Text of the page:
Expect prob­lems,” said the essay­ist Alfred A. Mon­ta­pert, “and eat them for break­fast.” That makes total sense to any­one involved in nextsens­ing.

In my con­ver­sa­tions with MBA stu­dents and cor­po­rate clients alike, one ques­tion pops up repeat­ed­ly: “How do we iden­ti­fy pow­er­ful new busi­ness oppor­tu­ni­ties?” My guess is that as the world moves from a post-aus­ter­i­ty growth mind­set, this ques­tion will be asked more and more.

A good answer, but by no means the only one, is to start with a prob­lem — a real prob­lem that some­one has (most like­ly, a cur­rent cus­tomer) that is nag­ging, sys­temic and ram­pant. Then find a way that your firm can address it.

And it’s amaz­ing how many nag­ging, sys­temic and ram­pant prob­lems have yet to be addressed. For decades mod­ern med­i­cine has used blood tests for all types of health care process­es. Not sure about your per­son­al expe­ri­ence, but not every­one who has tried to pull my blood has been easy and quick to work with. Maybe it’s my arms or maybe it’s their train­ing or tech­niques, but pulling blood can some­times seem like pulling teeth. (Ouch!)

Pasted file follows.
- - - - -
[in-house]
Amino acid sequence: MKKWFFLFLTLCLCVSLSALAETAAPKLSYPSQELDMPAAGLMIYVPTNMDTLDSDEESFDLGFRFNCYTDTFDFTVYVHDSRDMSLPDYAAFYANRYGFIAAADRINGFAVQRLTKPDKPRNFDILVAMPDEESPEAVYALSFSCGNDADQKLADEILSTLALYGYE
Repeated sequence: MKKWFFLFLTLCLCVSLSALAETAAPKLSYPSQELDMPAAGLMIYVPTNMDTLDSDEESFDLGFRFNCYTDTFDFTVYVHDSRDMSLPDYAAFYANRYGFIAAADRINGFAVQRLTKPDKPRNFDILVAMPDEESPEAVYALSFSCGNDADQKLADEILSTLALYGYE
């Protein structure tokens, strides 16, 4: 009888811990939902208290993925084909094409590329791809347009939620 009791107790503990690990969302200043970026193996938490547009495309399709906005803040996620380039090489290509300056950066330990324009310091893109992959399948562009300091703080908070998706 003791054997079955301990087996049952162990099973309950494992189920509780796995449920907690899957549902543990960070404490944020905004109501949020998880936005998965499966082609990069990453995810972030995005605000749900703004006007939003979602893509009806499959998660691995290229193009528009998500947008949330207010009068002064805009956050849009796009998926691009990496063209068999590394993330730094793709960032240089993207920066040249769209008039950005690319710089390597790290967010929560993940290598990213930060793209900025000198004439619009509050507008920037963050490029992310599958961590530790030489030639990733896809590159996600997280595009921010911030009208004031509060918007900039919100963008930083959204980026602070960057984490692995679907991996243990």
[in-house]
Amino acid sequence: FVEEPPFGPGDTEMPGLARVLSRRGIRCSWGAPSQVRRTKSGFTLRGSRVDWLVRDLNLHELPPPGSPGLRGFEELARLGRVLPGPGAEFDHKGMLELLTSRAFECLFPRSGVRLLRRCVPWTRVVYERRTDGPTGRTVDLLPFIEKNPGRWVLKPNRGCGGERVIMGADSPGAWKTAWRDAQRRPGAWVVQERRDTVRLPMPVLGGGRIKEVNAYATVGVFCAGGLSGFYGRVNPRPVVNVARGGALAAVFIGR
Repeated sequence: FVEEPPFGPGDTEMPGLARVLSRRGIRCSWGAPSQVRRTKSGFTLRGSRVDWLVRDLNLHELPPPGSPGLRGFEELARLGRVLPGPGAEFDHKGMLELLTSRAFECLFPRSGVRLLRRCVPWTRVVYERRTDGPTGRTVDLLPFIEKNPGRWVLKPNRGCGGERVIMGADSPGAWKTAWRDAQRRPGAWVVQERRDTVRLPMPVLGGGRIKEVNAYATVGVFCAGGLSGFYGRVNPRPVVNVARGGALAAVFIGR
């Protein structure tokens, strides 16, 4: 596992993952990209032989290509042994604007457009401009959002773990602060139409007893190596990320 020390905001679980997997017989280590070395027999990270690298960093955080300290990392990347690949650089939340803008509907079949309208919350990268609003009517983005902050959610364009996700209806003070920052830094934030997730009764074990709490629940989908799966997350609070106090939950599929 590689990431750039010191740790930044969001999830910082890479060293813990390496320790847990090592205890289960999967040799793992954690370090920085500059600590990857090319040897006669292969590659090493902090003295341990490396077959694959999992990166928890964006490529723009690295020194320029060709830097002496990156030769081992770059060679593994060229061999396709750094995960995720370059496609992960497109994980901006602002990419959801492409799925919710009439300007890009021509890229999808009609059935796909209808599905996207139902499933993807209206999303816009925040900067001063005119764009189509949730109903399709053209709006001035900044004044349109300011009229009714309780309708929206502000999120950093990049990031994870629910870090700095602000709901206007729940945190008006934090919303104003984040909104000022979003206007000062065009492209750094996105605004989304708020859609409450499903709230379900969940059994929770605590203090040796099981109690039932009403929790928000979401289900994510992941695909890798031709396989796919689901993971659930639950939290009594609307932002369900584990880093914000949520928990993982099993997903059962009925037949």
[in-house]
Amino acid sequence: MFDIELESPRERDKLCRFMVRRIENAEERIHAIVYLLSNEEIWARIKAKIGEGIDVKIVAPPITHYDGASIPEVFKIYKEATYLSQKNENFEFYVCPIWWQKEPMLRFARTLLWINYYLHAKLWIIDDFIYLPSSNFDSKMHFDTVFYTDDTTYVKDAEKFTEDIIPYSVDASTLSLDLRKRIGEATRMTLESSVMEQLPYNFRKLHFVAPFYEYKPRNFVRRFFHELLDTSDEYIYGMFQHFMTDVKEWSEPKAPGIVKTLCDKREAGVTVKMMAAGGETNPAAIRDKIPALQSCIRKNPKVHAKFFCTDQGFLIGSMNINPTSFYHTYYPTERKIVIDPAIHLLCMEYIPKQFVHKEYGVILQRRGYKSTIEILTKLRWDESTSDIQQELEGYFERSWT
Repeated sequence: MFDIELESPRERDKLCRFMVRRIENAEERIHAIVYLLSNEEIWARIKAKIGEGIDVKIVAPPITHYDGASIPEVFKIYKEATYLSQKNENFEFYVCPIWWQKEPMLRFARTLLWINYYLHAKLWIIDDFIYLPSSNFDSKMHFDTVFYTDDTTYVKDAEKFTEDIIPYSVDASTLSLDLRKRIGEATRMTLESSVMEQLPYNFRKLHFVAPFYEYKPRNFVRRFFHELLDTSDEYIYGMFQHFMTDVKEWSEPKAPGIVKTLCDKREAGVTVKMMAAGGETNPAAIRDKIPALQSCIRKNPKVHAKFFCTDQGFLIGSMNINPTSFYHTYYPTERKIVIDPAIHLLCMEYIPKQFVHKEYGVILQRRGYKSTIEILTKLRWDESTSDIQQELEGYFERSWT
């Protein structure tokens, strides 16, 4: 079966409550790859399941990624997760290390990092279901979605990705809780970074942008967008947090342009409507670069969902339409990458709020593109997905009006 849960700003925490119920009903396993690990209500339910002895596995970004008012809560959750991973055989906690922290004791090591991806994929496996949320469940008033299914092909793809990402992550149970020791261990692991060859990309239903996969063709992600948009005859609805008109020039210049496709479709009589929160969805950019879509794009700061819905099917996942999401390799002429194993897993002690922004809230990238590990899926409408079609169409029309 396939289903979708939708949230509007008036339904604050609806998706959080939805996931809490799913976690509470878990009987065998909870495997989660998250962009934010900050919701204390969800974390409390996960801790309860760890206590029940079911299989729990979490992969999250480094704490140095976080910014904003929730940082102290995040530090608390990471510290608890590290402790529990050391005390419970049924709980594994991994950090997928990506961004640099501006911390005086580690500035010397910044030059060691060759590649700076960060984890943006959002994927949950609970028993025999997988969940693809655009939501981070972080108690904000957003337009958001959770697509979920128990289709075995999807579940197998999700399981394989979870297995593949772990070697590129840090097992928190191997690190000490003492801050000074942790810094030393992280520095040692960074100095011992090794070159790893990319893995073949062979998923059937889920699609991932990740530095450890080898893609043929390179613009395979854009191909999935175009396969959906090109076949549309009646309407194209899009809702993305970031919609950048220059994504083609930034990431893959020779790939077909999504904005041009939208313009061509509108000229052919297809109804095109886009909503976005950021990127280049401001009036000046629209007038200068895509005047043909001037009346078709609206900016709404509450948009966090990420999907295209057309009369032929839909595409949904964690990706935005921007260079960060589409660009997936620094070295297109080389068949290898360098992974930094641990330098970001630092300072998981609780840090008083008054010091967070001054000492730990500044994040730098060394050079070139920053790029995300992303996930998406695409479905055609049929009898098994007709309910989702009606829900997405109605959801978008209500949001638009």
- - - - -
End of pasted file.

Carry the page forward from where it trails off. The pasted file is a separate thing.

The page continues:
Whether that’s been your expe­ri­ence or not, please hop over to read the report by Nid­hi Goy­al, a gold medal­ist Post Grad­u­ate in Atmos­pher­ic and Ocean­ic Sci­ences, on IndustryTap.com [link]. As she reports:

To keep the guess­work out of injec­tions, a Mem­phis-based com­pa­ny Christie Med­ical Hold­ings, has designed a device that can locate veins inside a person’s arm using harm­less near-infrared light.

Vein­View­er is a vein find­er that uses infrared light to look under the skin and projects an HD image of the veins onto the sur­face of the skin. There won’t be any miss when the doc­tors and nurs­es poke you with a nee­dle next time.

Lab Tech With Blood TestThe arti­cle also includes some absorb­ing videos as well. This exam­ple of an old prob­lem new­ly solved fas­ci­nates me. So many peo­ple I meet believe that if they are not pur­su­ing a uni­ver­sal cure for all can­cers (or what­ev­er their respec­tive indus­tri­al chal­lenge is), there is noth­ing new and excit­ing to work on. That’s just not true. The world’s pop­u­la­tion is beset by an unlim­it­ed num­ber of prob­lems. The inven­tors of this new process zoomed in on one and found an inge­nious solu­tion.

Con­sid­er the poten­tial impact of this sim­ple (per­haps not tech­no­log­i­cal­ly, but today what is?) yet ele­gant solu­tion. The Vein­View­er appears to me as an appar­ent break­through in over­com­ing the prob­lem of mak­ing the blood extrac­tion process sim­pler by find­ing the patient’s vein pre­cise­ly and quick­ly. Sure, in many cas­es the blood extrac­tion process is rou­tine, quick, and pain­less; but for those count­less oth­ers where it is not so straight­for­ward, the Vein­View­er will be wel­come news.